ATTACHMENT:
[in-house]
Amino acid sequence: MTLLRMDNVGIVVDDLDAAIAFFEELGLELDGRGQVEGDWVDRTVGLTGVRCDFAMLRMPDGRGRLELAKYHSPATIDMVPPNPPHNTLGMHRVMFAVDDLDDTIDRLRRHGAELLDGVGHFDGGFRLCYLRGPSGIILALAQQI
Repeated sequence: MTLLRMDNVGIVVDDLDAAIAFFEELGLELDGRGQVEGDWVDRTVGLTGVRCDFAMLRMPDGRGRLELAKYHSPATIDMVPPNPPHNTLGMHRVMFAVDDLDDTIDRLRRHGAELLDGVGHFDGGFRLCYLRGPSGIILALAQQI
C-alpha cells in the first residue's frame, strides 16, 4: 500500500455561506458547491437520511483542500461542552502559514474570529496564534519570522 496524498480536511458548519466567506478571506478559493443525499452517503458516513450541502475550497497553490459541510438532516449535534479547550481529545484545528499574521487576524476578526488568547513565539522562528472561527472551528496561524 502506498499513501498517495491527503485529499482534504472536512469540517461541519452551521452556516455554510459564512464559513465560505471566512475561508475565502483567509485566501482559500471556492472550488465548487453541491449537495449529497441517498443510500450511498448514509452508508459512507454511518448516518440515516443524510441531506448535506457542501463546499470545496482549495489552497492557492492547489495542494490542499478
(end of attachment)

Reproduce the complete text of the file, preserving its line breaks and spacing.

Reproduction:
[in-house]
Amino acid sequence: MTLLRMDNVGIVVDDLDAAIAFFEELGLELDGRGQVEGDWVDRTVGLTGVRCDFAMLRMPDGRGRLELAKYHSPATIDMVPPNPPHNTLGMHRVMFAVDDLDDTIDRLRRHGAELLDGVGHFDGGFRLCYLRGPSGIILALAQQI
Repeated sequence: MTLLRMDNVGIVVDDLDAAIAFFEELGLELDGRGQVEGDWVDRTVGLTGVRCDFAMLRMPDGRGRLELAKYHSPATIDMVPPNPPHNTLGMHRVMFAVDDLDDTIDRLRRHGAELLDGVGHFDGGFRLCYLRGPSGIILALAQQI
C-alpha cells in the first residue's frame, strides 16, 4: 500500500455561506458547491437520511483542500461542552502559514474570529496564534519570522 496524498480536511458548519466567506478571506478559493443525499452517503458516513450541502475550497497553490459541510438532516449535534479547550481529545484545528499574521487576524476578526488568547513565539522562528472561527472551528496561524 502506498499513501498517495491527503485529499482534504472536512469540517461541519452551521452556516455554510459564512464559513465560505471566512475561508475565502483567509485566501482559500471556492472550488465548487453541491449537495449529497441517498443510500450511498448514509452508508459512507454511518448516518440515516443524510441531506448535506457542501463546499470545496482549495489552497492557492492547489495542494490542499478